You can use the FindConfigObject and TargetState functions look up an agent name, the media channel logged into, and the agent's DN, based on an agent's Login ID or Employee ID.

Function TargetState[‘EmplooyeeID.A’] returns agent readiness information, a list of available medias and DNs. This information is in addition to the returned results listed in the function description in the Universal Routing 8.1 Reference Manual.

Also see FindConfigObject.

transfer-to-agent

Location in Configuration Layer by precedence: T-Server, URS
Default value: false
Valid values: true, false,never
Value changes: take effect immediately

Instructs URS to request T-Server to transfer interactions from an IVR directly to a target agent instead of returning them to the routing point.

  • true - allow transferring from IVR to agent.
  • false - do not allow transferring from IVR to agent, except cases when IVR is Routing Point itself.
  • never - do not allow transferring from IVR to agent in all cases.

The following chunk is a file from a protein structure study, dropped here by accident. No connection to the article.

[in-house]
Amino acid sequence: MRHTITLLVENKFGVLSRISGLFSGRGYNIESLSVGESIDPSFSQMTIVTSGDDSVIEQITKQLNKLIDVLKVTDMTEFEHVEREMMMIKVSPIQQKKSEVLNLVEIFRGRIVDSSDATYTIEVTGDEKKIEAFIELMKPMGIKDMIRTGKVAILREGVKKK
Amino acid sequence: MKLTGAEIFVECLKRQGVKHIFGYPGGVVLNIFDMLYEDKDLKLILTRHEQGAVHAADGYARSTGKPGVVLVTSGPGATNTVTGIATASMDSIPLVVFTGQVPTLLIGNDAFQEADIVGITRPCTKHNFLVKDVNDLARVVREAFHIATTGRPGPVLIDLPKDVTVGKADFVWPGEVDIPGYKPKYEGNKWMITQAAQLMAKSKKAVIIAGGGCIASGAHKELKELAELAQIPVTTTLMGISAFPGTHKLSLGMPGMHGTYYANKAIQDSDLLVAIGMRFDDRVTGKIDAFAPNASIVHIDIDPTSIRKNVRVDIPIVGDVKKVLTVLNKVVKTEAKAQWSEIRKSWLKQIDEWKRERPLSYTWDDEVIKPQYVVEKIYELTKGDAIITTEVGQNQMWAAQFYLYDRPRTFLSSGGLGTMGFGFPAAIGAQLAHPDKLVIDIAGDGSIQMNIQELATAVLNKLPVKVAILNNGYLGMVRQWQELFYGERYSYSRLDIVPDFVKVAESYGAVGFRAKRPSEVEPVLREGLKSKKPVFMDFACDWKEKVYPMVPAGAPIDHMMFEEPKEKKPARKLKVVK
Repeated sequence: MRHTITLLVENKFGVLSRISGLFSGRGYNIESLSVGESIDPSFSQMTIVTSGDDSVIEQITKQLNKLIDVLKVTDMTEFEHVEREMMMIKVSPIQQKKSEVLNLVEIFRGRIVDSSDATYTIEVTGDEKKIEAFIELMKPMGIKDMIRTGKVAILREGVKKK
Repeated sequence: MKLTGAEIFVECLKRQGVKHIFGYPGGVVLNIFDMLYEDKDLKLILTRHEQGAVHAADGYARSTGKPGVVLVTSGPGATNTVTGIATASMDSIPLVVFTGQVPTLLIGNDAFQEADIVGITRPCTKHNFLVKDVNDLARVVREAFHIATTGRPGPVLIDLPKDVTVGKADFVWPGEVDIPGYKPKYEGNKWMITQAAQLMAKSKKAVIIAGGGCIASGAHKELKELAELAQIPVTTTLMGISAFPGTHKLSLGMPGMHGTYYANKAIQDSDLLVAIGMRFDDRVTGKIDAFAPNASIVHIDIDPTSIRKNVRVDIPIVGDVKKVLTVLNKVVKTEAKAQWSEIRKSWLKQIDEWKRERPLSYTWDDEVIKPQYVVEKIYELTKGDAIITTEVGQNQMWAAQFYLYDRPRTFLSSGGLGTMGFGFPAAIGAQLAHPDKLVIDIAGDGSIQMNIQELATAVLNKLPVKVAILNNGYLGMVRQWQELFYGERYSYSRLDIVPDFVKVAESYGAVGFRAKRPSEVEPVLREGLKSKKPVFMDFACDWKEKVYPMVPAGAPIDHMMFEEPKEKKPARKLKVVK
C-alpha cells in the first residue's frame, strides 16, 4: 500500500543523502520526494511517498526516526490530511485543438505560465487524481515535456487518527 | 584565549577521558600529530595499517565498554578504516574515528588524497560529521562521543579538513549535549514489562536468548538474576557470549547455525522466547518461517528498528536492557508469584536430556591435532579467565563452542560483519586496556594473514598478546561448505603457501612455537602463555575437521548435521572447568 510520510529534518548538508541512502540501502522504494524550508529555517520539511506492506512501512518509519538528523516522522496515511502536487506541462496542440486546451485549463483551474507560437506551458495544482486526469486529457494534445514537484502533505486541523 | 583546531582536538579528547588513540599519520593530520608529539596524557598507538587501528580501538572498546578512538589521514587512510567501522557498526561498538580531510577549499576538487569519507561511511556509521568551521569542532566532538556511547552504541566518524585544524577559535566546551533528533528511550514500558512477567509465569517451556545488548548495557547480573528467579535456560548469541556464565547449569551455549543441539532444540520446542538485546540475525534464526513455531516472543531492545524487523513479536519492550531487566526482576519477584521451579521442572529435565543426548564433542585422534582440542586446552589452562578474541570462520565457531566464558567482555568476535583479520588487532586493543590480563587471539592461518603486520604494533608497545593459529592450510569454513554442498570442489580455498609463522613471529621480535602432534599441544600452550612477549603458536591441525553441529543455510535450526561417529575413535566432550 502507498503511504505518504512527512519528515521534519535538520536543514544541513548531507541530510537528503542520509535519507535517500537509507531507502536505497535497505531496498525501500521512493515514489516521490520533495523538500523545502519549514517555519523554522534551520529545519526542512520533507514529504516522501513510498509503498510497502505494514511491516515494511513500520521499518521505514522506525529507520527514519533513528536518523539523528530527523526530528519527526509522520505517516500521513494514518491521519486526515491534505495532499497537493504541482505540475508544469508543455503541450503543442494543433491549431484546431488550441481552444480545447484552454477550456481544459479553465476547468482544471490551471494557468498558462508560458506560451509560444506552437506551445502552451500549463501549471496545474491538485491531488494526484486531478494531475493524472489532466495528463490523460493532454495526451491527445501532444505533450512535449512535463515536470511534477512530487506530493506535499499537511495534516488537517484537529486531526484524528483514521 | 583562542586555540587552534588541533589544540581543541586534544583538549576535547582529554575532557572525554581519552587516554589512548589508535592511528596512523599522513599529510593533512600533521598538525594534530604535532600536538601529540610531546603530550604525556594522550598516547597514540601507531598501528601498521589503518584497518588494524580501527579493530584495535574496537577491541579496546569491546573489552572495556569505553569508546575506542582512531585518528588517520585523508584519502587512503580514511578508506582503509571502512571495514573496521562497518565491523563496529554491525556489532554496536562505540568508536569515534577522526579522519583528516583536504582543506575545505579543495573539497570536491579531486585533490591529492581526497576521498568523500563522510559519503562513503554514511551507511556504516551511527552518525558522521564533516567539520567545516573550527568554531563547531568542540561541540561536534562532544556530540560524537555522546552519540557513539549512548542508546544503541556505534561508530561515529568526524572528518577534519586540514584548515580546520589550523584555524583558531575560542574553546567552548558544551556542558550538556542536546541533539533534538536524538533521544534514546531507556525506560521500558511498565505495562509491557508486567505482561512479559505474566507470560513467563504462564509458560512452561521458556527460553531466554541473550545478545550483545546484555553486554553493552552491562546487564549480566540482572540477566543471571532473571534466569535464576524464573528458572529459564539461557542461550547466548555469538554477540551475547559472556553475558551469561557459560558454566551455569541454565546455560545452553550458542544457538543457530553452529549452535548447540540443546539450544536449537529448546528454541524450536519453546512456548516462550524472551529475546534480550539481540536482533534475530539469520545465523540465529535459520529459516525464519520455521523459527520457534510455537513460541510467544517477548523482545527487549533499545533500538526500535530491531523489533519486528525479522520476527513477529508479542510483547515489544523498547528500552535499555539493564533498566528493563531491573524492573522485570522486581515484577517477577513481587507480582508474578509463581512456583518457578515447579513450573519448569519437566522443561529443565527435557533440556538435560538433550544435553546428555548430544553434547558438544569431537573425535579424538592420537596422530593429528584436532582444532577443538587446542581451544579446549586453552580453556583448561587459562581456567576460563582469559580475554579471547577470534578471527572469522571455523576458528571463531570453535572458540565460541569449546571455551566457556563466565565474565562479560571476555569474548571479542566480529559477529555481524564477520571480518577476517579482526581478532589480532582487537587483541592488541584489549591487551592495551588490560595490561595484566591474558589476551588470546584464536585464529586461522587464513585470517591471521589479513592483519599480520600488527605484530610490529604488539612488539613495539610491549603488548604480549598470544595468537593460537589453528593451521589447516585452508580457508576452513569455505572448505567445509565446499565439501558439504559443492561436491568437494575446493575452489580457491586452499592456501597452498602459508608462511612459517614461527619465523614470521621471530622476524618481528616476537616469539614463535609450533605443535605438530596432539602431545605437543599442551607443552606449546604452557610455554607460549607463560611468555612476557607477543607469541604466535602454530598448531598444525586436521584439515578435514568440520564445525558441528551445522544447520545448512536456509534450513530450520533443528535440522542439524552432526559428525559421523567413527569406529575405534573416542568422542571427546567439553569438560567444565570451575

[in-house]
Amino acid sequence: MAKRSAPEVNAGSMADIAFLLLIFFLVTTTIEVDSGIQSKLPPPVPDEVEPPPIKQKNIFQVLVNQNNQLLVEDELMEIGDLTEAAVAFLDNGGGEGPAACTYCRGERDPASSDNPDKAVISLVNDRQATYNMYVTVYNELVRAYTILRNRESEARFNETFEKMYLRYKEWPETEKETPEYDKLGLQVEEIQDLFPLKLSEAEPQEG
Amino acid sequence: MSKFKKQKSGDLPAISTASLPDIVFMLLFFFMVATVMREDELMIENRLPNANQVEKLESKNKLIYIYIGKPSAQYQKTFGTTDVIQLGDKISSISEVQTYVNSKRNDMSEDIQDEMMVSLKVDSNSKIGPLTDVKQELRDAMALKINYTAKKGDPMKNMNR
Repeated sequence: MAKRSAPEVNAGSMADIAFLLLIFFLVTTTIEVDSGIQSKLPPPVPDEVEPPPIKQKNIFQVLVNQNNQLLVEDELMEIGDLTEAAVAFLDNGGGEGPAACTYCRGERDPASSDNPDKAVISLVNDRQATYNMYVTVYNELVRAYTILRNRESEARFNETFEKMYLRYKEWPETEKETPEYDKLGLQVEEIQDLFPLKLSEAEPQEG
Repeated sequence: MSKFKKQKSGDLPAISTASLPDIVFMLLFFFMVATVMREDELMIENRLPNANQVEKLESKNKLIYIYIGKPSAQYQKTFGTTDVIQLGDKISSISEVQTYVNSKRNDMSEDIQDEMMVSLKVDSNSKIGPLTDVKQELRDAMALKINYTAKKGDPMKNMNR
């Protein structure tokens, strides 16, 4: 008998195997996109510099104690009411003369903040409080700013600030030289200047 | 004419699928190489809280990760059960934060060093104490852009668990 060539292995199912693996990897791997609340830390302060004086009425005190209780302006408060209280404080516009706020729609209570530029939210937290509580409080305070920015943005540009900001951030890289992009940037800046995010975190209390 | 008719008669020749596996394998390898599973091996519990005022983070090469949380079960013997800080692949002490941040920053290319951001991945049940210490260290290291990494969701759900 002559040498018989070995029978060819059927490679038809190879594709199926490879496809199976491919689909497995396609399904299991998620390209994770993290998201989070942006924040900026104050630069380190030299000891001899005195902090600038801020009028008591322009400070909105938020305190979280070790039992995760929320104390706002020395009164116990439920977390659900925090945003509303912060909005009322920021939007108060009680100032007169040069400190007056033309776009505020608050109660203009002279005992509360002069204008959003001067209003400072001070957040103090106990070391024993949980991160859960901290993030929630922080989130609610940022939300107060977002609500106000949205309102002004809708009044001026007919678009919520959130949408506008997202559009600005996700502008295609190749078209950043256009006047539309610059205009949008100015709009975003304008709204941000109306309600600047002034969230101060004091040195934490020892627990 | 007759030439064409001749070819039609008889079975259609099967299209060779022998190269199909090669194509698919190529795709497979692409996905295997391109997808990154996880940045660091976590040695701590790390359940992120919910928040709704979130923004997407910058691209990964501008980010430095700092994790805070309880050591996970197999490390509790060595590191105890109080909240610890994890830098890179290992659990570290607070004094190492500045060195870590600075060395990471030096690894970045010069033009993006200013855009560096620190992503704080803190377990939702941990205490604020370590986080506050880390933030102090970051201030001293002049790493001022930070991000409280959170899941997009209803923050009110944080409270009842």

Use this function where standard routing scenarios do not apply or cannot be used to override the usual method of routing a call to an agent. For example, there may be special hardware or reporting needs. Allows you to initiate a direct transfer to an agent using T-Library functionality. For more information on T-Library functions,see the TLib Reference Guide.

Selection Object Functions

To access these functions in IRD's Routing Design view, click Routing > Selection to open the the Selection properties dialog box. Cilck Add Item. Under Type, select Skill. Under Name, select All Functions.

cfgdata

Parameters:

  • folder: STRING (Section name on the Annex tab of the Person object)